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Fraternal order

From Wikipedia, the free encyclopedia

A fraternal order is a voluntary membership group organised as an order, with an initiation ritual and traits alluding to religious, chivalric or pseudo-chivalric orders, guilds, or secret societies. Fraternal orders typically have secular purposes, serving as social clubs, cultural organizations and providing a form of social welfare through reciprocal aid or charitable work.[1] Many friendly societies, benefit societies and mutual organisations take the form of a fraternal order.

Fraternal societies are often divided geographically into units called lodges or provinces. They sometimes involve a system of awards, medals, decorations, styles, degrees, offices, orders, or other distinctions, often associated with regalia, insignia, initiation and other rituals, secret greetings, signs, passwords, oaths, and more or less elaborate symbolism, as in chivalric orders.


The Freemasons and Odd Fellows emerged in the 18th century in the United Kingdom and the United States. Other examples, which emerged later, include the Benevolent and Protective Order of Elks, the Fraternal Order of Eagles, the Independent Order of Rechabites, the Templars of Honor and Temperance, the Independent Order of Foresters, the Knights of Columbus, and the Loyal Order of Moose. Some may have ethnic or religious affiliations, such as Ancient Order of Hibernians or Order of Alhambra for Irish Catholics, or the Orange Order for Irish Protestants. Some orders have a clear political agenda, sometimes radical or militant - for example, the Nativist and anti-Catholic Order of the Star Spangled Banner and Order of United Americans, active in the 1840s US, or the Ku Klux Klan. Some are associated with professions, such as the Fraternal Order of Police, while yet others are focused on academic traditions.[2][3][4]

In the more social type, each lodge is generally responsible for its own affairs, but it is often affiliated to an order such as the Independent Order of Odd Fellows or the Independent Order of Foresters. There are typically reciprocal agreements between lodges within an order, so that if members move to other cities or countries, they can join a new lodge without an initiation period.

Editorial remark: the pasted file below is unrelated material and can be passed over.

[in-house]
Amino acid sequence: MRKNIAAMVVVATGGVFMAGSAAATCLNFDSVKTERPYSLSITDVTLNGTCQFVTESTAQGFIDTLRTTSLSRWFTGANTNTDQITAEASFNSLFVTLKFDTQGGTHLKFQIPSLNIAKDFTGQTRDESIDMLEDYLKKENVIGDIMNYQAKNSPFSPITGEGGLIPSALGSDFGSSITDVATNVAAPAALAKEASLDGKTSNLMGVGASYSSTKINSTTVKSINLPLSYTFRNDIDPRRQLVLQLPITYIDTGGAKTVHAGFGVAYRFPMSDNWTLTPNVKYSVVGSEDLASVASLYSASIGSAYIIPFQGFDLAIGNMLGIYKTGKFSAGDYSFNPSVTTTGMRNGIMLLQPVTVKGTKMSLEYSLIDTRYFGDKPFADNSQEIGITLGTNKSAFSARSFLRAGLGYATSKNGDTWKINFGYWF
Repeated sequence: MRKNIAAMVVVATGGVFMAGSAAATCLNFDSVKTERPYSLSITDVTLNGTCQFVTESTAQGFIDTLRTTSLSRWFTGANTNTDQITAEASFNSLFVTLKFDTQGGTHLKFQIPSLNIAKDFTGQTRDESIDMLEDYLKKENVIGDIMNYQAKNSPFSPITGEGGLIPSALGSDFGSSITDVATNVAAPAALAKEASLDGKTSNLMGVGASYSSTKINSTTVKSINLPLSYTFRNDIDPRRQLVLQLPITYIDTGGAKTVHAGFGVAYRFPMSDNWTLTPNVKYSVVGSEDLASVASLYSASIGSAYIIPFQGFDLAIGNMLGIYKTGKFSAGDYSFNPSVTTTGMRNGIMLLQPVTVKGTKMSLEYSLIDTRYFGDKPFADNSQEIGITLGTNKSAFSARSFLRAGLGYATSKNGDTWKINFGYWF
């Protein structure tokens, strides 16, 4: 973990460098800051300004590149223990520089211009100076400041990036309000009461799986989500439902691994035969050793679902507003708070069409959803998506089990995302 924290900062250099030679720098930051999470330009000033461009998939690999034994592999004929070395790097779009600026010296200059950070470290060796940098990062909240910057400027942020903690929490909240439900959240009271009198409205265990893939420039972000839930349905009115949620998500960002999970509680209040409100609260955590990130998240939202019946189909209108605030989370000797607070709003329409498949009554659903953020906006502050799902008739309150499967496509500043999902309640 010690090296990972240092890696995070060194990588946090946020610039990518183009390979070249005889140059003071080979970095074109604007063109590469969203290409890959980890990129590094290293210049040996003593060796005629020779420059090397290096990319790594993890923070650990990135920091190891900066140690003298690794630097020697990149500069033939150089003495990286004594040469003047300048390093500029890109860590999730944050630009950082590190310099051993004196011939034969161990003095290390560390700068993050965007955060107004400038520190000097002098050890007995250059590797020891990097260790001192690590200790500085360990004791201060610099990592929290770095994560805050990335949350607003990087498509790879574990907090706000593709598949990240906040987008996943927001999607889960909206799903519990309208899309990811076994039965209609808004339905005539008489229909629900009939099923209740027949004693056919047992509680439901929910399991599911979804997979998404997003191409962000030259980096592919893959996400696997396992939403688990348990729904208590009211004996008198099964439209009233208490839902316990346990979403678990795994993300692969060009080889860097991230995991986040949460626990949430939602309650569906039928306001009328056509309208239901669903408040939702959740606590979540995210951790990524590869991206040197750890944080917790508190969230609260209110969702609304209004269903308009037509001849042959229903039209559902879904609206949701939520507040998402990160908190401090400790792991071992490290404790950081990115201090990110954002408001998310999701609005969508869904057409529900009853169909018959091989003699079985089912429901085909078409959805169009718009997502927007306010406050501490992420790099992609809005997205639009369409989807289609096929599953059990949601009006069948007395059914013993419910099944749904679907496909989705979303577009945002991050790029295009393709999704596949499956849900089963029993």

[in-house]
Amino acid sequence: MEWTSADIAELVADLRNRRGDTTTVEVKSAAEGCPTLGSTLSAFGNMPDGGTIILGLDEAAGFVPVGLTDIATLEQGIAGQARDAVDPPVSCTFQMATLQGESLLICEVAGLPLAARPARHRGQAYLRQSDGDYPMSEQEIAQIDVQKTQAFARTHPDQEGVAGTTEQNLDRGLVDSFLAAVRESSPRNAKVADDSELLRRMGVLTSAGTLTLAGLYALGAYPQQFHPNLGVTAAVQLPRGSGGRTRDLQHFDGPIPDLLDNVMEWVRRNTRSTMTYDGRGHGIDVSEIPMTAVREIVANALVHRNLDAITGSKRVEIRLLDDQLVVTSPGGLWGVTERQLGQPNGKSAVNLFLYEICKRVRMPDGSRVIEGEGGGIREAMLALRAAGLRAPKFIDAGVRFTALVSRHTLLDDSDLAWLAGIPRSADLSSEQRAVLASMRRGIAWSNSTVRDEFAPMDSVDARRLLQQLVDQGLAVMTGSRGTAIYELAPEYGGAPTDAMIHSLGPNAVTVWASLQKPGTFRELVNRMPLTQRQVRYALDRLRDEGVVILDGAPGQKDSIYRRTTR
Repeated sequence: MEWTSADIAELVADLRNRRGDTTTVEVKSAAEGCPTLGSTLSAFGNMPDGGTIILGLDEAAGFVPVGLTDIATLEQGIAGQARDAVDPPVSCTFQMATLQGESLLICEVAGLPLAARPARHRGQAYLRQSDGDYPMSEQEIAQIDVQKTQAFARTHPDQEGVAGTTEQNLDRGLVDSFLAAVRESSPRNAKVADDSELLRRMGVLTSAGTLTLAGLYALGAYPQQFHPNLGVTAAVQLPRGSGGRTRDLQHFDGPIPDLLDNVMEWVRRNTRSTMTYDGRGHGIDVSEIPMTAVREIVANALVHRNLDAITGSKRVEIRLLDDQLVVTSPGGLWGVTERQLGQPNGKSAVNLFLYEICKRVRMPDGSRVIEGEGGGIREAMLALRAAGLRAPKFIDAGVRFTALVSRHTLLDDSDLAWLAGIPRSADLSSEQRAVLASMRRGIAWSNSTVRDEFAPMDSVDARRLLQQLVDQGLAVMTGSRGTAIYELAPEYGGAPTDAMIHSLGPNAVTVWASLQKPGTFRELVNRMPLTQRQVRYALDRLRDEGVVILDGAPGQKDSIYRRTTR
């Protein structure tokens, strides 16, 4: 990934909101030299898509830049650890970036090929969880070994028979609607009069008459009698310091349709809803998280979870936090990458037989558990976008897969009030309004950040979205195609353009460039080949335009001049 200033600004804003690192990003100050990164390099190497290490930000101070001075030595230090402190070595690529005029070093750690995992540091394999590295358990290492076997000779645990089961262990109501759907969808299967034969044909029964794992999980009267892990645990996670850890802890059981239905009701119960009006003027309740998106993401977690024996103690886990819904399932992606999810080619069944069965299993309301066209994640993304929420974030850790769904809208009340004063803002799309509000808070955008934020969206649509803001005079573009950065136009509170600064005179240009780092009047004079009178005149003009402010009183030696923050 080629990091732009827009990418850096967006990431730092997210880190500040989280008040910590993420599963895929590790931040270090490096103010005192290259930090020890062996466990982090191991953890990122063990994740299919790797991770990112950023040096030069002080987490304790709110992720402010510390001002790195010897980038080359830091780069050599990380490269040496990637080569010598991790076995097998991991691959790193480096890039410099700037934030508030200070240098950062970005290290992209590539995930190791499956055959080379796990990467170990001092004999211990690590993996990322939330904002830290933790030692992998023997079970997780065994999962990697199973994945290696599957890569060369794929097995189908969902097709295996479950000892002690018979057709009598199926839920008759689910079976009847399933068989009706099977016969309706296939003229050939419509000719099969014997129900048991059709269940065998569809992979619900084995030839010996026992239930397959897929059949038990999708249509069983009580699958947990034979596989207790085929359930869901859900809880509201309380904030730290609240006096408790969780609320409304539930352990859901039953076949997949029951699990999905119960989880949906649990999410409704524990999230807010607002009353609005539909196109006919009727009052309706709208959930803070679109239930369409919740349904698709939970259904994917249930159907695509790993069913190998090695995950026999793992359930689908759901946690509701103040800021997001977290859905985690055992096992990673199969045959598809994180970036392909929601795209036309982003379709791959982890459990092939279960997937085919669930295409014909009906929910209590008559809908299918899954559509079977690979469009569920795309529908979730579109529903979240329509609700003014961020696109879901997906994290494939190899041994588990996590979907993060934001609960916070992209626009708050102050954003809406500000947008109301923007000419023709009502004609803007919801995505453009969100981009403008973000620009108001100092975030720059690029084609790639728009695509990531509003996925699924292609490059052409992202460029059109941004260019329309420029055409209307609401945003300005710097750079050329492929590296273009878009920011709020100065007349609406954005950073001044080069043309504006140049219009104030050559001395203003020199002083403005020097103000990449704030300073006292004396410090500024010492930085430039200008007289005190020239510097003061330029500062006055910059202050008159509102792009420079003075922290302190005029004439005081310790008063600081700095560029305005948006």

The ceremonies are fairly uniform throughout an order. Occasionally, a lodge might change the order that it is affiliated to, two orders might merge, or a group of lodges will break away from an order and form a new one. For example, the Independent Order of Foresters was set up in 1874 when it separated from the Ancient Order of Foresters, also called Foresters Friendly Society, which itself was formed from the Royal Foresters Society in 1834.

Consequently, the histories of some fraternal orders and friendly societies are difficult to follow. Often there are different, unrelated organisations with similar names.

See also[edit]


  1. ^ Shepherd, Sarah H. (May 2024). "Reciprocal Aid: Fraternalism and Early Social Welfare History". Social Welfare History Project. Retrieved May 20, 2024.
  2. ^ "Adventure in Friendship: A History of The National Panhellenic Conference" (PDF). National Panhellenic Conference. Archived from the original (PDF) on June 28, 2013. Retrieved November 23, 2016.
  3. ^ "Fraternity Apparel". Archived from the original on November 24, 2016. Retrieved November 23, 2016.
  4. ^ Stevens, Albert C. (1907). Cyclopedia of Fraternities: A Compilation of Existing Authentic Information and the Results of Original Investigation as to the Origin, Derivation, Founders, Development, Aims, Emblems, Character, and Personnel of More Than Six Hundred Secret Societies in the United States. E. B. Treat and Company.